Fig. 6. Petticoat hem detail, possibly American, mid-late 18th century. Polychrome, two-ply worsted embroidery (crewel); off-white, plain weave linen. Gift of Jane Dow Bromberg, 86.088.

Painted and Printed Flora

Seventeenth-century Indian painted-and-printed cottons captured the interests and imaginations of England and Europe. The finest examples of chintz trumpeted the skill of Indian artisans, especially those from the southeast Coromandel Coast, who used a combination of mordant- and resist-dyeing techniques on mostly plain-woven cotton fabrics to create detailed and colorfast designs.[4] Enterprising people in the West soon sent designs, or musters, to these Indian craftsmen to copy in the hopes of better appealing to customer tastes back home. Besides colorfast designs, the ability of these Indian artisans to create patterned fabric featuring white, undecorated grounds to set off vibrantly hued motifs only increased their vogue in the West (Fig.7a, b).

Fig. 7a, b. Petticoat and detail, painted and printed, mordant- and resist-dyed, plain weave quilted cotton, India and England, 1750-1800. F.654.

By the early eighteenth century, long frustrated by their lack of success replicating the colorfast techniques of India, English and European printers and dyers began experimenting in earnest (Fig. 8). These efforts eventually yielded more generalized, less detailed designs using printing techniques.  Writing about his late eighteenth-century childhood during the 1840s, Deerfield, Massachusetts, historian Epaphras Hoyt (1765-1850) remembered women in the 1770s wearing “calicos [of] stamped linen” when more popular printed cottons imported from English merchants became unavailable during the American Revolution. Hoyt recalled these homemade versions possessed motifs created by using wooden stamps that decorated the linen with motifs that “might please the eye.” But the colors achieved, using inferior, natural dyes that were locally available, did not last.[5] By the end of the eighteenth century, however, these experiments paid off. Woodblocks, engraved copper plates, and cylinders were all employed to produce stylized floral designs, which also became smaller as the century ended (Fig.9a, b).

Fig. 8 “Calico Printing,” from John Barrow, A Supplement to the New and Universal Dictionary of Arts and Sciences. London, 1754.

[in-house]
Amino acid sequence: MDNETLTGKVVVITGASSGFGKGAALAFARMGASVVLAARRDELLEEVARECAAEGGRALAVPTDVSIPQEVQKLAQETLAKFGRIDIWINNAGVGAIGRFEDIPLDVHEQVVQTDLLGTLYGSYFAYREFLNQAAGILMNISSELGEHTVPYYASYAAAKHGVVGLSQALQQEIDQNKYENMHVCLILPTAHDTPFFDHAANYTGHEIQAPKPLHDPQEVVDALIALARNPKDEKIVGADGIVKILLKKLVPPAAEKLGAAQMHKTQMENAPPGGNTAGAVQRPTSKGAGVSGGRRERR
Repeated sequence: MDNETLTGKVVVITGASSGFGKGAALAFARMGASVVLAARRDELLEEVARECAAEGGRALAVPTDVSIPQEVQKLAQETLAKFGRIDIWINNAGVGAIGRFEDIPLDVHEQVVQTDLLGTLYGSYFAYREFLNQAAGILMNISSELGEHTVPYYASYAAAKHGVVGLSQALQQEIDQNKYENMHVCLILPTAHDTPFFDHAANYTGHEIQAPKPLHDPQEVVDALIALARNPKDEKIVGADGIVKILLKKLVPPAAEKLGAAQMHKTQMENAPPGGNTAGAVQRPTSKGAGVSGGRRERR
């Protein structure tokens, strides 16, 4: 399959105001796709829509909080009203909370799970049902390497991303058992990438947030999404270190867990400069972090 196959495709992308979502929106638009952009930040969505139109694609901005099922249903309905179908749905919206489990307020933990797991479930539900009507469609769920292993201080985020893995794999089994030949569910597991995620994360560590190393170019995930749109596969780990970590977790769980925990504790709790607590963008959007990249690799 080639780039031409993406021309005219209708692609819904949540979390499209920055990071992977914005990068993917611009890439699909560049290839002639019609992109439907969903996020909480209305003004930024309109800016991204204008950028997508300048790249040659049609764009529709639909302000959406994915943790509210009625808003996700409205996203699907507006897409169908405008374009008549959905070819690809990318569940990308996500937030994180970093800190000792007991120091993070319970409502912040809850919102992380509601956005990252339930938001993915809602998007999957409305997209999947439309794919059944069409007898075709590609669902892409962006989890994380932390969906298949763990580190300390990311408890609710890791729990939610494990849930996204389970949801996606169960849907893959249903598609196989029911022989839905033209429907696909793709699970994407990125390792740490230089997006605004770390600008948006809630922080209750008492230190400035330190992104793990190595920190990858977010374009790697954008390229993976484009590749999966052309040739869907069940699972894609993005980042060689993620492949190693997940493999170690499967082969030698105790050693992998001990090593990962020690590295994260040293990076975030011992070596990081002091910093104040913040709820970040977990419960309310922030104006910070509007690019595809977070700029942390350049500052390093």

Fig. 9a, b. Gown and detail, English and American, c. 1800. Blue and green, block-printed, plain-weave, glazed cotton; undyed, plain-weave linen lining. Hall and Kate Peterson Fund for Paintings, Prints, Drawings, and Photographs, 2019.6.

In addition to their pleasing, decorative effects, the inclusion of two-dimensional flowers on textiles worn for dress on three-dimensional bodies held deeper meanings in Western society. Flowers could spark conversation and interest. New or exotic flora could signal knowledge of the latest trends in horticulture or an awareness of different cultures.[6] In this way, these fabrics served as portable libraries or communicators of a person’s knowledge, as well as reflect their access to, and knowledge of, the latest fashions.

[1] Vanessa Remington, Painting Paradise: The Art of the Garden (London: Royal Collection Trust, 2015).

[2] Lesley Ellis Miller, “Education and the Silk Designer: A Model for Success?,” in Mary Schoeser and Christine Boydell, eds., Disentangling Textiles: Techniques for the Study of Designed Objects (London: Middlesex University Press, 2002), 185-194. Moira Thunder, “Improving Design for Woven Silk: The Contribution of William Shipley’s School and the Society of Arts,” Journal of Design History 17 No. 1 (2004): 5-27.

[3] Lesley Ellis Miller, “Jean Revel: Silk Designer, Fine Artist, or Entrepreneur?,” Journal of Design History 8 No. 2 (1995): 79-96.

[4] Rosemary Crill, Chintz: Indian Textiles for the West (London: V&A Publishing, 2008).

[5] Epaphras Hoyt, “Dress of Females,” in Recollections of times and things of my early life, with a sketch of recent improvements, and remarks upon the principles of our government, on our parties & our frequent political condition (unpublished manuscript), 25. Historic Deerfield Library. Thanks to Barbara Mathews, Public Historian and Director of Academic Programs at Historic Deerfield, for bringing this to my attention.